I was 11 years old during the first event and 13 during the second. I’ll call the time immediately before this period the Pax Clintona because as a middle-class white kid things seemed pretty good. It had its robust share of Human Strife—Apartheid, Exxon Valdez, Rodney King, etc, etc. But for me, there was something called a Budget Surplus. The middle class still existed. Bruce Springsteen’s America was alive and well—and, at a showing ofJurassic Park, I saw my fifth grade teacher. Unity. Prosperity. All that. At least in my extremely limited, childish eyes, it was a nice time.

April 19th, 1993. The Mount Carmel compound in Waco, Texas burned to the ground. Four federal agents killed, 16 wounded, 87 Branch Davidians killed. I remember coming home from school and seeing the massive fire on the big-screen television my father had won in a sales contest at his job. He was sitting on our couch in shorts. “Holy shit,” he muttered.

To me this event defies explanation. Without even trying to assign blame, how can such an act ever make sense? Where is the logic? Where is the rationality? It is chaos.

April 19th, 1995. The Oklahoma City Bombing. 168 people killed. It was apparently a direct response to the government’s perceived culpability in the Waco Siege. But again… where is the logic? Where is the rationality? More chaos.

I don’t mean to put these events above any other tragedy that occurred before or after. But in my own life, in my own search for some sort of mile marker on the road we’re all on, I keep coming back to them. In my very limited world, this is when, at the very least, the World as I Knew It ceased to exist. Pax Clintona ended. Then there was Columbine, 9/11, the Afghanistan War, the Iraq War, Katrina, the Economic Collapse. It was as if the progression up until then had been 1, 2, 3, 4, 5… and then was suddenly followed by ☉, then ⚗. I could no longer understand the pattern. Every moment suddenly had a new dreadful, chaotic flavor to it, and violent irrationally has been growing at an exponential rate ever since.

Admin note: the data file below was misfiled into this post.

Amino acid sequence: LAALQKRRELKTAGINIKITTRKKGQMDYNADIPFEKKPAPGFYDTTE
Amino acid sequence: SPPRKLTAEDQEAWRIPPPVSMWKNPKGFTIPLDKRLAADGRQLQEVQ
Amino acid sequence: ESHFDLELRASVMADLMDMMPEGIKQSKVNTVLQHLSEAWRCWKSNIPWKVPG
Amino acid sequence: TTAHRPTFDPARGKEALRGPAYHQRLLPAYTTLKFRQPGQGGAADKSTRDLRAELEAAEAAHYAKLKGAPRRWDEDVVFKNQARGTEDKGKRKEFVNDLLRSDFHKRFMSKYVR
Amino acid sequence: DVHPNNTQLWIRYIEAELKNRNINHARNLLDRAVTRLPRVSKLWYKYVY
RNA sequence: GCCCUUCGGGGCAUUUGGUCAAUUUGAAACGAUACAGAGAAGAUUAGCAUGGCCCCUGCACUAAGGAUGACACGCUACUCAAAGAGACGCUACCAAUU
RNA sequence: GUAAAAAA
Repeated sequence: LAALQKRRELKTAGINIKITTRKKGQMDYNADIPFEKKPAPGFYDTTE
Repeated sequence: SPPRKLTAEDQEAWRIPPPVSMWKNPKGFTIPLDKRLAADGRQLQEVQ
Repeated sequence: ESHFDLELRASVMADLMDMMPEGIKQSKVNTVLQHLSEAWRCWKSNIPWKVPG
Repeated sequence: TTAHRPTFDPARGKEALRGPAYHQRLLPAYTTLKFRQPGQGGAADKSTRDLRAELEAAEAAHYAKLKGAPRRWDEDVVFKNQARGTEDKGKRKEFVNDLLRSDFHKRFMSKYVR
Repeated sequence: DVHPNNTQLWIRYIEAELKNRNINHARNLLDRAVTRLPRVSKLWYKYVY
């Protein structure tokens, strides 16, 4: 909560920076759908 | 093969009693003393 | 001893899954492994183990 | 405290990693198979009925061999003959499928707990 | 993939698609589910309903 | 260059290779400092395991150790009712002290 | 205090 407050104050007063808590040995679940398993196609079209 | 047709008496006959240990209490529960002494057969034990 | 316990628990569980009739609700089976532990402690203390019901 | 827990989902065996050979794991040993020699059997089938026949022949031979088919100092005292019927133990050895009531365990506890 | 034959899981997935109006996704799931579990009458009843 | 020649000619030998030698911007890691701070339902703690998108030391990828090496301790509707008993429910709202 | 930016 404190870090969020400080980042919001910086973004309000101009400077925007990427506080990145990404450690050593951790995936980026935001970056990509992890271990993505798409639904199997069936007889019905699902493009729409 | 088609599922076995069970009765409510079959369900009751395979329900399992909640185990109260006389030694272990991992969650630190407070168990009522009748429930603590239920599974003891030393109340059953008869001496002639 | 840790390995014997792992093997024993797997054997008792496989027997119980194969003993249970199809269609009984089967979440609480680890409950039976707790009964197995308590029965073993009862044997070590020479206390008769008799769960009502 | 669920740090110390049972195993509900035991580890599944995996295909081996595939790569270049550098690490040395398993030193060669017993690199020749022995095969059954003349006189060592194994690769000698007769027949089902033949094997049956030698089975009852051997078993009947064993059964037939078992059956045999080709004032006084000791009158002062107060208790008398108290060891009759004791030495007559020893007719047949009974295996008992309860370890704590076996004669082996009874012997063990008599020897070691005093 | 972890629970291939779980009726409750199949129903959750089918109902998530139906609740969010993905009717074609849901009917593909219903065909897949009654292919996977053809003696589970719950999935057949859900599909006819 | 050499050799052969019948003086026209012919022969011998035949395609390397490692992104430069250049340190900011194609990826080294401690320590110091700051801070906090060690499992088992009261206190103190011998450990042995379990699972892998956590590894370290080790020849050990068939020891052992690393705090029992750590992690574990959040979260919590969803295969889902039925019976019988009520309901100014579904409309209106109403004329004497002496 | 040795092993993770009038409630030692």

And this brings me to William Friedkin’s Sorcerer. Four men come from separate lives, separate worlds. One is an Irish gangster in Elizabeth, New Jersey. One is an assassin in Vera Cruz, Mexico. One is a wealthy businessman in Paris. One is a Palestinian terrorist working underground in Israel. These are all sinful men living in their own paradises. They do what they do and they do it well, and they enjoy the security of a status quo.

But they are sinners, and so each of their worlds end. They are cast out. They all end up in Porvenir, a tiny village in South America. It is the worst place on Earth. Its ashen, gray landscape is everything “post-apocalyptic” should be.

Here, the world as a whole ended a long time ago. This is Purgatory. This is the place where unclean souls toil and labor and dwell in misery forever. Our four souls want to escape, to get back to the world they knew, but the cost is too high. They literally don’t have enough pesos. They will never have enough pesos, and the more this dawns on them, the more they realize that they are doomed to Porvenir for all eternity. The world that once was is a dream more hazy to them by the day, and any hope of going back becomes futile and absurd. The four souls lose their very identities and grow more comfortable with the names assigned to them by fake passports. This is existence now. This is life After the Fall.

A dangerous opportunity to transport extremely unstable dynamite through two hundred miles of the jungle gives these souls hope. The payment promised to them could be enough to escape Porvenir. That hope is enough to motivate the men into action, become echoes of who they once were. In order to escape Purgatory, they’re willing to travel through Hell.